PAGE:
08.25.2016 CFPB Issues Proposed Rules Regulating Payday, Vehicle Title and Other Loans, as Permitted by Dodd-Frank By: Edmund D. "Ed" Harllee

On Friday, July 22, 2016, the Consumer Financial Protection Bureau (the “Bureau”) published proposed rules and a request for public comment in the Federal Register to establish a new consumer regulation, 12 CFR 1041, which would regulate payday loans, vehicle title loans, and certain high-cost installment loans (“Covered Loans”).

The Bureau is concerned that lenders that make Covered Loans have developed business models and practices that are substantially different from those established in other credit markets, and that are harmful to consumers.  In particular, the Bureau is concerned about these lenders’ failure to assess the consumer’s ability to repay the loan and the practice of withdrawing loan payments directly from the consumer’s accounts.

The proposed regulation divides Covered Loans into two categories:

  1. Short-Term Loans.  These are loans having terms of 45 days or less and would include standard payday loans and short-term vehicle title loans.  Both of these loans are typically for 30 days or less.
  2. Long-Term Loans.  These are loans having terms of more than 45 days, and that provide for (i) a total cost of credit that exceeds 36%, and (ii) either a security interest or other lien on the consumer’s automobile, or a “leveraged payment mechanism,” whereby the lender is able to access the consumer’s deposit account directly for payments, or receives an automatic payroll deduction from the consumer’s employer for payments.  Also included as a long-term loan are balloon payment loans, where all of the principal is due in one payment, or one payment (usually the final payment) is more than twice the amount of the other payments.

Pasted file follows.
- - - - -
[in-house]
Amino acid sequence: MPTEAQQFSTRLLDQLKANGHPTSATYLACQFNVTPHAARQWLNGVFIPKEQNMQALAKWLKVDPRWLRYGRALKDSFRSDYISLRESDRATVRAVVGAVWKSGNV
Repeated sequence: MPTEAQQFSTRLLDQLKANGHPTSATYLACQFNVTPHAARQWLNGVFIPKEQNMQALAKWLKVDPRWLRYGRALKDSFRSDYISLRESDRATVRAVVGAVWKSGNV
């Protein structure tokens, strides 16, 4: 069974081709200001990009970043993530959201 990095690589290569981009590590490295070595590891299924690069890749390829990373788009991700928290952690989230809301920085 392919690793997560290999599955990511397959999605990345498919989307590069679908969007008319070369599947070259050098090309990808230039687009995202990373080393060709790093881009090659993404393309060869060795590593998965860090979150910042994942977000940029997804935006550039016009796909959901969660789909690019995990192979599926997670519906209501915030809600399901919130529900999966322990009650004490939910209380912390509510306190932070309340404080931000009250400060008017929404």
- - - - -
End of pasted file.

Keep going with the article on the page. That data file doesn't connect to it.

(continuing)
Certain types of consumer loans will be excluded from coverage under the new regulation:

  • Purchase-money loans for motor vehicles or other consumer goods
  • Home mortgages and other loans secured by real property or a dwelling if the lien is recorded or otherwise perfected
  • Credit Cards
  • Student loans
  • Non-recourse pawn loans
  • Overdraft services and lines of credit

The comment period ends October 7, 2016.

Creditors and others involved in these services may comment, and should do so if they think that these changes, or the specifics of the implementation of these changes as published in the notice, will have an adverse effect on their businesses.  Comments must be identified by Docket Number CFPB-2016-0025 or RIN 3170-AA40.  The options available for sending the comments are set forth in the notice, which is published in the Federal Register of July 22, 2016 (Volume 81, No. 141) at page 47864.